Reaching home, she saw an elderly man waiting for her. She was going to greet him when she turned so confused that the hoe in her hand suddenly dropped onto the ground. It turned out that the man was Dang, the very ex-chairman of the town. He also recognised her right away. He stood up with difficulty, quite contrary to his former self.
"Good afternoon, sir! What did you come here for?" she asked him in an icy voice.
"Because of my... my... grandson, lady! Where... is... he... now?" he mumbled.
"What do you mean, sir?" "The... boy! My... grandson. That obstetrician... told... me everything... about your proposal that day. Don't try... to hide it... from me any more, please." She burst out laughing. A few seconds later she said in a cold voice: "I don't know what she told you, but it was just a personal matter between the two of you. It has nothing to do with me. If you arrive here just for that purpose, I can say point-blank that it's the problem of your clan. It's none of my business! Anyhow, it's rather late, and you'd better go home." When she was going to step out, she found him kneeling down in front of her. He implored, "Forgive me, will you? Dinh has divorced his wife, but none of the two boys was his own. Now he is totally depressed. It's only you who can save his life. Come back to us please. Our entire real assets will go to you, you alone." Hanh was not patient enough to hear his explanation. Anger, bitterness and resentment were what was left in her after nearly 10 years living in misery. Hanh told him that she would get married soon and settle down at Ta Sua Hamlet forever.
"I don't need your property no matter how much it's worth," she said to him proudly. Then she burst out crying. Lan stepped inside after listening to their whole dialogue.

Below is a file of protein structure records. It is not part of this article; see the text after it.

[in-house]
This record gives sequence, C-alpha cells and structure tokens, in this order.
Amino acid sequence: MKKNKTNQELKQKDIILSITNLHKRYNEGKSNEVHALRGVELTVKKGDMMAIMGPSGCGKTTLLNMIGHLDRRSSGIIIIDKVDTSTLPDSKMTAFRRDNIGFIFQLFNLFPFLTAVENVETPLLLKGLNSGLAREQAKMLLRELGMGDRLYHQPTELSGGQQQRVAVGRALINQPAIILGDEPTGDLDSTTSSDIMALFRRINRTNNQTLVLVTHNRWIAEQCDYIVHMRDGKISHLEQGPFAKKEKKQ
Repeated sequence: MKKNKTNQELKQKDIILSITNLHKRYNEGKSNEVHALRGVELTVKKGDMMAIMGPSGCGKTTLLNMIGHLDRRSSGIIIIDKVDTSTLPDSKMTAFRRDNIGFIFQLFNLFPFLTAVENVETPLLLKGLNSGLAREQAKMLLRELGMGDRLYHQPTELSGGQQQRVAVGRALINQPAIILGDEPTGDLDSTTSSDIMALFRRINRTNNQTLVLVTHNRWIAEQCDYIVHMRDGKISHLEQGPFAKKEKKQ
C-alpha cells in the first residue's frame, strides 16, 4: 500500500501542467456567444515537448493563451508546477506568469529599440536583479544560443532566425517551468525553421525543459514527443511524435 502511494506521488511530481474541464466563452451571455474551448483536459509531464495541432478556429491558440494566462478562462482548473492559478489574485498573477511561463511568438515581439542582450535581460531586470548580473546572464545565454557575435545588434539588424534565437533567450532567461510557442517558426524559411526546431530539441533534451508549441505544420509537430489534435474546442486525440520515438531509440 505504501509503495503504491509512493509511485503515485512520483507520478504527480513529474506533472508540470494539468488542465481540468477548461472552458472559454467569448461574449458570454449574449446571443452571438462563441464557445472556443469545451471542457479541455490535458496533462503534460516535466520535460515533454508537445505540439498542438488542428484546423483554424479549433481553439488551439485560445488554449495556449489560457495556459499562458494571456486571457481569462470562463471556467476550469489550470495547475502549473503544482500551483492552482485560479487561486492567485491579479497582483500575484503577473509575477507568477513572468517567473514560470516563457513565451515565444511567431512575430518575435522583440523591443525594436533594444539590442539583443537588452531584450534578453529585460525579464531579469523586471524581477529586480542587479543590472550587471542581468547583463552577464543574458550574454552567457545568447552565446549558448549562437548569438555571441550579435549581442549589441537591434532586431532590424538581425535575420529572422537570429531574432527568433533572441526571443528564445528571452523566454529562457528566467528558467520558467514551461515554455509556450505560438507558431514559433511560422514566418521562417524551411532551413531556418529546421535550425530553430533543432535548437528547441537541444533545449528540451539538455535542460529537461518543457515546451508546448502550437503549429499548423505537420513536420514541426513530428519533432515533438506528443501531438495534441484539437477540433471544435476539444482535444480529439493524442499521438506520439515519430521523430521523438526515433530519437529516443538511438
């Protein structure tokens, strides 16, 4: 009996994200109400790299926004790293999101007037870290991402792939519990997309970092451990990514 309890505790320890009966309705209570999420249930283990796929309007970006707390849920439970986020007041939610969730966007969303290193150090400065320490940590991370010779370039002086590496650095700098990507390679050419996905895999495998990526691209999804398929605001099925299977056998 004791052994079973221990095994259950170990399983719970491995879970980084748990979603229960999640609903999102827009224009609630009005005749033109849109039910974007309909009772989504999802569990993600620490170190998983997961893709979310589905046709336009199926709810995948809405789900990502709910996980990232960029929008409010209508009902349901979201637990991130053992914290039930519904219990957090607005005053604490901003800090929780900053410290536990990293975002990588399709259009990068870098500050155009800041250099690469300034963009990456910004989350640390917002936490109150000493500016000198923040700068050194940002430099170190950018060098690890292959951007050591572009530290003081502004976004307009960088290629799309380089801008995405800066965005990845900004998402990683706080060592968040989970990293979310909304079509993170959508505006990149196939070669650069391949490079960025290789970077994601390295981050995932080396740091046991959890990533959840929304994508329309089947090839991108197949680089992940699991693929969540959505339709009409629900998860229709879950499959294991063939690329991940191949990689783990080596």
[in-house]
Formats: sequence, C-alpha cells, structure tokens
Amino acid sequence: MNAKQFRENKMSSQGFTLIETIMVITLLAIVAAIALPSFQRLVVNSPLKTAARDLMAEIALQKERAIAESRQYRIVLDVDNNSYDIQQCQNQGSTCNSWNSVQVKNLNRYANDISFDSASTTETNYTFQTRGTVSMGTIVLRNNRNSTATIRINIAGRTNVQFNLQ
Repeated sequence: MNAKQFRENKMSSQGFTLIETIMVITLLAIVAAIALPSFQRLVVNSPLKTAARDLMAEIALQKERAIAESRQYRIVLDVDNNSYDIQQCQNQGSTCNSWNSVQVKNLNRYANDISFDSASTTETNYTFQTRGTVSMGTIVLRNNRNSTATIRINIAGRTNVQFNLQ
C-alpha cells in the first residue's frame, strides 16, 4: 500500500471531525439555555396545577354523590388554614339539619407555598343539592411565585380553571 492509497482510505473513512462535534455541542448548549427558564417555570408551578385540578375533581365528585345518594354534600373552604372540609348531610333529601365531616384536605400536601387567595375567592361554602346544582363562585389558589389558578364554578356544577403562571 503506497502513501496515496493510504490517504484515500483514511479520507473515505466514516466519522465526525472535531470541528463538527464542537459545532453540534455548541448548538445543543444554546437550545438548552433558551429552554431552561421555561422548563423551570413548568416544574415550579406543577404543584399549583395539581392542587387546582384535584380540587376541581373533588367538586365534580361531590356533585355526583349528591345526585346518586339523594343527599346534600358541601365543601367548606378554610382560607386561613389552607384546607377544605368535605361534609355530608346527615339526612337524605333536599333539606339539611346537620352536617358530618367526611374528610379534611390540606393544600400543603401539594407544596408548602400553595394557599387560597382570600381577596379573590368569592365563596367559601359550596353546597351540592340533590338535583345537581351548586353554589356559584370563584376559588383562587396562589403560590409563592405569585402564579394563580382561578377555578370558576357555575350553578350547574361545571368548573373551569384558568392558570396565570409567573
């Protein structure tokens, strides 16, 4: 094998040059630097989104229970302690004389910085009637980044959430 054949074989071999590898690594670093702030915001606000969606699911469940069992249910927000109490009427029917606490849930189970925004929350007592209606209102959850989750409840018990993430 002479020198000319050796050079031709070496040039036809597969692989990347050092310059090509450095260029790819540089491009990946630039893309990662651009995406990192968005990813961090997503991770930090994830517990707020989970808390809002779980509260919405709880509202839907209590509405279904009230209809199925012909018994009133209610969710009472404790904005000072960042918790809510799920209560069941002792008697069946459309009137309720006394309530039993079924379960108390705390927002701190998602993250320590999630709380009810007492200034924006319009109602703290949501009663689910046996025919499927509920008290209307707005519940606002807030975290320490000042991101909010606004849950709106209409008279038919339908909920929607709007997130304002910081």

"My dear Hanh, keep calm, will you? Anyway Chung is our common child. Nobody can take him away," she consoled her close friend.
"As for you, Sir, please give up your aim to renew the bitter relations between her and your wicked son. That dream of yours will never come true," Lan told the old man.
"If so, would you mind allowing me to see the boy once, just once? Now he really is the single offspring of my long-standing lineage," he reiterated emphatically. Meanwhile, Hanh seemed totally bewildered. Lan came to her and slapped her on the shoulder.
"Now it's nearly midnight and he's unable to go away right now. Sympathise with old people, my dear," she advised Hanh sincerely. Then turning to the old man, she said to him resolutely, "You may stay here overnight then leave early tomorrow morning. And you're not allowed to tell him who you are. Agreed?" "Yes, I see, lady," he replied. When he was going to kneel down in front of her, she lifted him up.
That night, lying beside her colleague, Hanh could not sleep. All the memories of yore, sweet or bitter, surged up in her mind, one after another. She wept bitterly.
She took pity on her son, on her parents in their native place and on herself too. Those past years that should have been the most beautiful and happiest time in her prime of life had been replaced by countless miserable days.
"Without the support, spiritual or physical, of my close friend, of the affections of my schoolchildren and, last but not least, of the kind-hearted Ta Sua inhabitants, what would have happened to me?" she whispered to herself. Suddenly, the image of an old man, trembling and collapsing in front of her, came back to her. Come what may, Chung was Dinh's son. The more he grew up, the more he looked like that cheating guy! "Would he become a copy of his father in the future?" she asked herself. "Oh no, never." On the other bed, the old man and her child were sleeping soundly. She silently opened the door then stepped into the courtyard. In the bright moon light, from the small woods of tu zi trees she heard the melodious notes of the locals' musical instruments calling young people to come together in order to enjoy their blissful moments. Over the past moonlit nights when Sua Hong came and visited her, he also played the pan pipes; as a result, they often met each other and spent wonderful time together.
Sua Hong had been at campus for four months. He sent her six letters full of warm feelings and, ironically, full of grammatical mistakes as well.
The moon started coming down behind the summit of the Hang Tong Pass. No more musical sounds could be heard. Perhaps young courting couples were staying as happy as the day was long.
All of a sudden, a cold draught of air blew over her face. She left the tu zi orchard. She opened the door and walked in. In bed, she tried to close her eyes but the images of Sua Hong and of the luxuriant woods of tu zi trees kept dimly floating in her mind.
Finally, she fell asleep amid the sweet sounds of the valley echoing back to lull her into a peaceful slumber.
Translated by Van Minh